Serious Grape: Drink Pink

On Fridays, Deb Harkness (Good Wine Under $20) joins us to talk wine. Take it away, Deb!

This weekend, it's officially summer. How do I celebrate the longest day of the year? I drink pink.

I'm not talking about the White Zinfandels of the 70s. I'm talking about serious rosé wine that is dry or barely off-dry, fruity, and has lots of character. What's more, it is refreshing, pairs well with grilled foods (especially grilled tuna or other meaty fish), and is the perfect partner for hot dogs.

You can get some excellent rosés for under $20, too. They're made from all sorts of grapes, and come from all over the world. If you are a rosé skeptic, cast your doubts aside this summer and check out my recommendations for some of the best bottlings available. Whether from Spain, France, the United States, or some other region, rosé wines will surprise and delight you with their winning taste and affordable prices.

Notes on Recommended Rosés: rosé wines are classically made to be dry—that is, they are not sweet. Sometimes you will find off-dry (slightly sweet) bottlings, and they're great with spicy food. Rosés are released just about this time of year, so look for the new arrivals in your favorite wine store.

2008 Tapena Rosé comes from Spain's Castilla-La Mancha region. It's a juicy rosé made from Monastrell, Garnacha, and a touch of Syrah. Pale cranberry in color—the darkest rose I've seen this year—with aromas of chalk, cherry, and herbs. Flavors of strawberry and raspberry, very juicy and lush. Would be great with grilled meat. (find this wine)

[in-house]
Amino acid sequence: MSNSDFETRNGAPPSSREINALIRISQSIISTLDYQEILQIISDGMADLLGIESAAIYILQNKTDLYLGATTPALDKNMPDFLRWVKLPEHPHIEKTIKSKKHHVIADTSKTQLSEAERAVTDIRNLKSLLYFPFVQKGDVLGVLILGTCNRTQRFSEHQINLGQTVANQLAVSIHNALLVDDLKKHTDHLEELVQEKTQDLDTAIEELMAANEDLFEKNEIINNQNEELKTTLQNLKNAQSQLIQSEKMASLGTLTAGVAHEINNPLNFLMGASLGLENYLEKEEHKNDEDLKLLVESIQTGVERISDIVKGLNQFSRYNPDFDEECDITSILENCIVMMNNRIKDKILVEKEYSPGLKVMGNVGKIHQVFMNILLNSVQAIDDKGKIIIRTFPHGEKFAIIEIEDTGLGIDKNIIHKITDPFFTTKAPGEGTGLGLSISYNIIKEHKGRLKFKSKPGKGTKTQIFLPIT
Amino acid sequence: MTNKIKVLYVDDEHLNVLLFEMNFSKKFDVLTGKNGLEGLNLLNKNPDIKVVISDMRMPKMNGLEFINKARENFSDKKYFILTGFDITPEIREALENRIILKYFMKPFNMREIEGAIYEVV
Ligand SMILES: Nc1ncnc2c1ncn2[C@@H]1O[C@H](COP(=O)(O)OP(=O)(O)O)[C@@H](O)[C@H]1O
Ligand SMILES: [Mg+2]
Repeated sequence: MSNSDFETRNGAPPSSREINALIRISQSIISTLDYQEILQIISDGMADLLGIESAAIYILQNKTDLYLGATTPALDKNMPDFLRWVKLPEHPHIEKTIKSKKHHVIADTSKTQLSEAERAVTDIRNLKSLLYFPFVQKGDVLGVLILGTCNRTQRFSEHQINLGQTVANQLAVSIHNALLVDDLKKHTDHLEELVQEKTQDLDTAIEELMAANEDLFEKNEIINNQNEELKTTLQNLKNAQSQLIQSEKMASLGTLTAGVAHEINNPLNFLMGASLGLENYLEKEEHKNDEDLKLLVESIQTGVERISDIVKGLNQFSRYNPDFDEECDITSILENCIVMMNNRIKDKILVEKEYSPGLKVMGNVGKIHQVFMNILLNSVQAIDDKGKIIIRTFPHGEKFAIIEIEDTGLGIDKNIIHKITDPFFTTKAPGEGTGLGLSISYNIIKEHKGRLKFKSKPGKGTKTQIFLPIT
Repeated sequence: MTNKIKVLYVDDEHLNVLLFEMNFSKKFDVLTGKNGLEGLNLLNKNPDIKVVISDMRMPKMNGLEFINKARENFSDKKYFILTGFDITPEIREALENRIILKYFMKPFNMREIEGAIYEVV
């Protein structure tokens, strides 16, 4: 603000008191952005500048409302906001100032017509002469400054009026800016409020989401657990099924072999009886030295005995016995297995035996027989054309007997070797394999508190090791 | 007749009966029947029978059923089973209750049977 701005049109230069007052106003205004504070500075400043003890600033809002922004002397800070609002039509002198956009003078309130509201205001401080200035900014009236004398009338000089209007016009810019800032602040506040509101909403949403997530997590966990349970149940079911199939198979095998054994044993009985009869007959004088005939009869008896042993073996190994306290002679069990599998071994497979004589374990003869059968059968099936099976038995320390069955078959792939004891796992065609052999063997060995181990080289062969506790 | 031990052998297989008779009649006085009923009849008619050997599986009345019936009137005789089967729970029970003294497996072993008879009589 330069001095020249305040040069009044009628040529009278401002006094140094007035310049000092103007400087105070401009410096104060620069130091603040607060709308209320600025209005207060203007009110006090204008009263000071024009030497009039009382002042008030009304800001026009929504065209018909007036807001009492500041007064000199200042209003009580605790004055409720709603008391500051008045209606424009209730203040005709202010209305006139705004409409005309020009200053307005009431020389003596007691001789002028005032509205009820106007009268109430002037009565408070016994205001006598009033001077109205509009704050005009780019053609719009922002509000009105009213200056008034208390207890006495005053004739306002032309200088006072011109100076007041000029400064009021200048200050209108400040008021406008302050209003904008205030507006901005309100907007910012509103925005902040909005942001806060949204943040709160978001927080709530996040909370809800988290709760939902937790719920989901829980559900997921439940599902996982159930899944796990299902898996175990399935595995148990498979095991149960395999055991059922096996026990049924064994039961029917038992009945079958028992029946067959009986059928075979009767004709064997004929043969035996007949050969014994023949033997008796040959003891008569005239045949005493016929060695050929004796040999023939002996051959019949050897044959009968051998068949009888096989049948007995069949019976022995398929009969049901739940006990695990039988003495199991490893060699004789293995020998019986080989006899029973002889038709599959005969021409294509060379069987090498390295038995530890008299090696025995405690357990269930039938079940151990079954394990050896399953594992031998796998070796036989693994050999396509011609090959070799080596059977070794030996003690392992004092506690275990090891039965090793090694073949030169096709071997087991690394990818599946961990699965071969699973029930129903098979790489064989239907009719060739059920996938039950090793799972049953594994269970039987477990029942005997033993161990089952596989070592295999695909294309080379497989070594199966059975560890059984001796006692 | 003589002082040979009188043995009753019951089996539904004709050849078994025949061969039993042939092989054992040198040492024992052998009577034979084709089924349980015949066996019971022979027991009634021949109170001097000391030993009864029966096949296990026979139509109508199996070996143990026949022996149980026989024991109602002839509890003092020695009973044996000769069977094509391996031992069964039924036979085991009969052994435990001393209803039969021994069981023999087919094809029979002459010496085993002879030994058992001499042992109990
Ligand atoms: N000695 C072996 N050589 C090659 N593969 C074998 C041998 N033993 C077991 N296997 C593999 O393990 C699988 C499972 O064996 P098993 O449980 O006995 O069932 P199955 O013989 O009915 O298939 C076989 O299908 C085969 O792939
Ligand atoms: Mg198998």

2008 Domaine Sainte-Eugénie Corbières Rosé is made from grapes grown in France's Languedoc region. This wine really grows on you. Made from Cinsault and Syrah, it's pale hot pink in color with cranberry and strawberry aromatics. Flavors are a refreshing balance of mineral and fruit, and the fruit leans towards the currant-cranberry spectrum. Kept going back for more. (find this wine)

2008 Robert Skalli Côtes de Provence Reserve Rosé is from Provence—the part of France that's synonymous with rosé. Blended from Grenache and Syrah, the wine has a true rose color with stone, berry, and floral aromas. The strawberry and raspberry flavors have a nice chewiness that speaks to the underlying tannins. This wine was just under $20, but well worth it and will appeal to red wine lovers. (It's a new release, so check your local wine store.)

2005 Barton & Guestier Rosé d'Anjou is made in the Loire Valley. It's a lovely salmon pink in color and has honeycomb and raspberry aromas. The wine's strawberry and raspberry flavors are a hair off dry—so it will be very nice with your spiciest summer foods. (find this wine)

2008 Maison Henry Bouachon Tavel La Rouvière is from the France's Southern Rhône. It will appeal to traditionalists, with its mixture of Grenache, Bourboulenc, Cinsault, Clairette, and Carignan. Expect faint rose petal aromas, a deep rose color, and lots of stone and berry in the flavors with a distinctive, bitter almond aftertaste. (A new release, keep your eyes peeled for this in the store.)

2007 Fort Ross Vineyard Rosé of Pinot Noir is made down the road from where I sit typing this post, on the remote stretches of Sonoma's coast. I look forward every year to the release of this special, elegant wine that's made in small quantities, with its fresh strawberry and mineral aromas and flavors. (find this wine)

Full Disclosure: I received all but the Fort Ross Vineyard wine as samples.